NIDHĀN SIṄGH CHUGGHĀ (1855-1936), a prominent Ghadr leader, was the son of Sundar Siṅgh of the village of Chugghā, in Mogā district. A militant revolutionary, he was cited by the British as "an extremely dangerous criminal and one of the worst and most important of the [Ghadr] conspirators." In 1882, Nidhān Siṅgh left home for Shanghai where he worked as a watchman and served as treasurer of the local Gurdwārā. He married a Chinese woman from whom he had one son. He lived in Shanghai for many years and then migrated to the United States of America. Shortly after his arrival in the United States, the, Ghadr Party was formed by Indian patriots. Nidhān Siṅgh joined the Party and was elected a member of its executive committee. In April 1914, he was elected president of the then newly established Khālsā Dīwān Society, Stockton, California. On the outbreak of World War I, he, like other Ghadr leaders, returned to India to make an armed rebellion against the British. He left San Francisco on board the S. S. Korea on 29 August 1914. He disembarked at Nagasaki in Japan and went on to Shanghai to raise funds for the Ghadr Party. Money which had been collected for the Komagata Maru passengers, who were not allowed to land in Shanghai, was transferred to Nidhān Siṅgh. With this money and with six automatic pistols and 600 rounds of ammunition Nidhān Siṅgh left Shanghai aboard the S.S. Mashima Maru. This ship and the Tosa Maru, both carrying Ghadr volunteers, arrived in Penang in Malaysia approximately the same time and were detained by the British. Nidhān Siṅgh spent the time trying to seduce the troops and getting arms but without much success. He was a member of the delegation which called on the Governor of Penang, who allowed the ships to proceed.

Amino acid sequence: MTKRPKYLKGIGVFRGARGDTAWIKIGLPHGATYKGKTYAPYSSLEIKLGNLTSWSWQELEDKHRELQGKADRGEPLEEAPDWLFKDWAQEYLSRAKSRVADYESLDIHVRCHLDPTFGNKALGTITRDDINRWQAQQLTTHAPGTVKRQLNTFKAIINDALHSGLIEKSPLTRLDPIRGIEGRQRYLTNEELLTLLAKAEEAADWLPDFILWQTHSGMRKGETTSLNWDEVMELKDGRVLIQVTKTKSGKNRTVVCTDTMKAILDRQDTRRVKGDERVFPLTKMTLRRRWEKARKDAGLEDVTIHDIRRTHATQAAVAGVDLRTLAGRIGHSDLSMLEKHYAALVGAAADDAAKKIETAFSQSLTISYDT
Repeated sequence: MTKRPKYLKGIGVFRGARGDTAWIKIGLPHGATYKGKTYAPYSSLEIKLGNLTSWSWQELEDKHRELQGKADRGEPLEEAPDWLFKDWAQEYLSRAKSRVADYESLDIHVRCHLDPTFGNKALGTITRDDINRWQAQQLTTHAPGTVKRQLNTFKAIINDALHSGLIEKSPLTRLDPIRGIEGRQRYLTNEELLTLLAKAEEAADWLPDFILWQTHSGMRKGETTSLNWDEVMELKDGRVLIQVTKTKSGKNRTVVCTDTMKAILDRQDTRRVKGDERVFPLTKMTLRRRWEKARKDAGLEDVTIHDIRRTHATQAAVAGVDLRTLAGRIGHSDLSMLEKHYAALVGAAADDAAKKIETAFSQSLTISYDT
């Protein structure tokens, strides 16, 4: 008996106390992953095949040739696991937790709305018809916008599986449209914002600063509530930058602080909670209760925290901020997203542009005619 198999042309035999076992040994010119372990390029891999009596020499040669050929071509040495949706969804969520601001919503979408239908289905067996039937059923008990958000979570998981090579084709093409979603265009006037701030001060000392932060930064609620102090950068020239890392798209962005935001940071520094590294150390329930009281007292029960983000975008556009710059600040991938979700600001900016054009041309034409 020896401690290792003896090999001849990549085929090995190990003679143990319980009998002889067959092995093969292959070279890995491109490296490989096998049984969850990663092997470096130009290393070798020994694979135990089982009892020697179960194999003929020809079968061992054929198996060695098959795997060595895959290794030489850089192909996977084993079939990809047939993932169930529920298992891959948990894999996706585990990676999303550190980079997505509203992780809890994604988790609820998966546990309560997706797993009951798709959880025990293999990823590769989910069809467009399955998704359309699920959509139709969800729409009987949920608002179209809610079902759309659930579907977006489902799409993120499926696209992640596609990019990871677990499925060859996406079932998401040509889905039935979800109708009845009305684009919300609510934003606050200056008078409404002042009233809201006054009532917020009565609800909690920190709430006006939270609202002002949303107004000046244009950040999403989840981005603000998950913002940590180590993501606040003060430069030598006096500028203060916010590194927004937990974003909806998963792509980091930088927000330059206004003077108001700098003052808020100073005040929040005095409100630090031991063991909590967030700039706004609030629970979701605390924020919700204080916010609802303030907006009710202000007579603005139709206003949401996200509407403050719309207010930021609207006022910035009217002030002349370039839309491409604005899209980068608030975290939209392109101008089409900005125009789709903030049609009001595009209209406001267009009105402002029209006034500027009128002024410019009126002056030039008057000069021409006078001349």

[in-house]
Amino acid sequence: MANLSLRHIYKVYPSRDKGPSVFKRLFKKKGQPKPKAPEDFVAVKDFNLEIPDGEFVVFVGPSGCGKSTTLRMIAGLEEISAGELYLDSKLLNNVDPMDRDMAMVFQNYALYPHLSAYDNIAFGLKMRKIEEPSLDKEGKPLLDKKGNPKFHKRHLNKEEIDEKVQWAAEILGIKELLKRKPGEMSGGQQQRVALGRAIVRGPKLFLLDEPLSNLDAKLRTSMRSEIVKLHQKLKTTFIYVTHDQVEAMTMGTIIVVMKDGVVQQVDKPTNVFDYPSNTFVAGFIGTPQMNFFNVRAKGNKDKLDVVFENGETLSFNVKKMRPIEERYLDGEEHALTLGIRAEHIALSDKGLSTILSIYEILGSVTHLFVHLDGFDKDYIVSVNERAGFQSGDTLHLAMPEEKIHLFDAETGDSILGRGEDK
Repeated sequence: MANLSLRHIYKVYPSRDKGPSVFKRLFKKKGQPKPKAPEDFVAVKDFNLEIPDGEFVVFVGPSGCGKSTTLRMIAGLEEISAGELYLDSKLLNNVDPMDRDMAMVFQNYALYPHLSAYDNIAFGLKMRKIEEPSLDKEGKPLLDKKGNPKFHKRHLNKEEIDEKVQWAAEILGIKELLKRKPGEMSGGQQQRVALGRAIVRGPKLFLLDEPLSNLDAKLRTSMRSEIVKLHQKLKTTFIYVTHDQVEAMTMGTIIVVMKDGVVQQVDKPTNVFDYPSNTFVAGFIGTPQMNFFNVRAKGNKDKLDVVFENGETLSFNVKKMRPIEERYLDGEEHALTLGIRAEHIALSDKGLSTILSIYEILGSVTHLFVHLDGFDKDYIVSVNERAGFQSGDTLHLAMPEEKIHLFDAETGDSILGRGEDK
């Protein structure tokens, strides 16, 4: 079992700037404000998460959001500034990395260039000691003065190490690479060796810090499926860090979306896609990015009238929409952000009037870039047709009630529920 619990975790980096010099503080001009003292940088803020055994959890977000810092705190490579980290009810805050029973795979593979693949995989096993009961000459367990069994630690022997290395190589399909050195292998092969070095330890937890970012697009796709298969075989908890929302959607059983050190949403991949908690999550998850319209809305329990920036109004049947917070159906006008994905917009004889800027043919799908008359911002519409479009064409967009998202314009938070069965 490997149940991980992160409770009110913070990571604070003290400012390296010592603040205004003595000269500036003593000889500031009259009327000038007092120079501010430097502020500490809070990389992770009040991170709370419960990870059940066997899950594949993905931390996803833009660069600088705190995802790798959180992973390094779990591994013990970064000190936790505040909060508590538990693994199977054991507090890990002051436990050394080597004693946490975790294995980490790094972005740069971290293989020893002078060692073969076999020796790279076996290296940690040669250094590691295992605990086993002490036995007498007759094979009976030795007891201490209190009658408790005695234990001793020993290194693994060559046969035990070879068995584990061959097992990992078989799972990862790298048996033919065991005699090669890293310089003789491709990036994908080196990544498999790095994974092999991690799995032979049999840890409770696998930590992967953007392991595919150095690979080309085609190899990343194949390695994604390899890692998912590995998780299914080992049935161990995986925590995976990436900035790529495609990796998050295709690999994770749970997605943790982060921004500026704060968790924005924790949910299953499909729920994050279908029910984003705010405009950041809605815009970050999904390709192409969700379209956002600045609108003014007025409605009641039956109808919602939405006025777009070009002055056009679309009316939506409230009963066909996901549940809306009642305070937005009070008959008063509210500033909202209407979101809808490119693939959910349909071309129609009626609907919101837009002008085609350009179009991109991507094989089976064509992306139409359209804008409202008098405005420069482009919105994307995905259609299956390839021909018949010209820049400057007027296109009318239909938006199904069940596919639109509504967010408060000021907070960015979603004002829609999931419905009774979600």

Nidhān Siṅgh reached Ludhiāṇā on 7 November 1914. He was almost immediately assigned to making preparations for an armed uprising in the district. He played a key role in setting up factories for making bombs at Jhābevāl and Lohaṭbaḍī. Nidhān Siṅgh made a plan to raid the regimental magazine at Fīrozpur Cantonment on 30 November 1914, but it did not materialize. He was arrested disguised as a wandering mendicant at the village of Kamālpurā, along with Ṛūṛ Siṅgh of Chūhaṛ Chakk on 29 April 1915. Tried in the first Lahore conspiracy case, Nidhān Siṅgh was awarded death sentence which was later commuted to transportation for life.

         A deeply religious person and a staunch believer in the Sikh faith, Nidhān Siṅgh was one of the Pañj Piāre who laid the foundation of the Harimandar at Pañjā Sāhib on 14 October 1932. He was president of Gurdwārā Lohgaṛh (Dīnā), and of Gurdwārā Sabhā, Mogā, for some time.

         He died on 6 December 1936 at Mogā.


  1. Jas, Jaswant Siṅgh, Desh Bhagat Bābe. Jalandhar, 1975
  2. Deol, Gurdev Siṅgh, Ghadr Pārṭī ate Bhārat dā Qaumī Andolan. Amritsar, 1970
  3. Ganguly, A.B., Ghadr Movement in America.
  4. Khushwant Siṅgh and Satindra Siṅgh, Ghadr 1915. Delhi, 1966
  5. Randhir Siṅgh, The Ghadr Heroes. Bombay, 1945
  6. Khālsā Sevak. Amritsar, 11 December 1936
  7. Rozānā Ajīt. Jalandhar, 1 May 1975
  8. Aslī Qaumī Dard. 5 December 1930

Gurdev Siṅgh Deol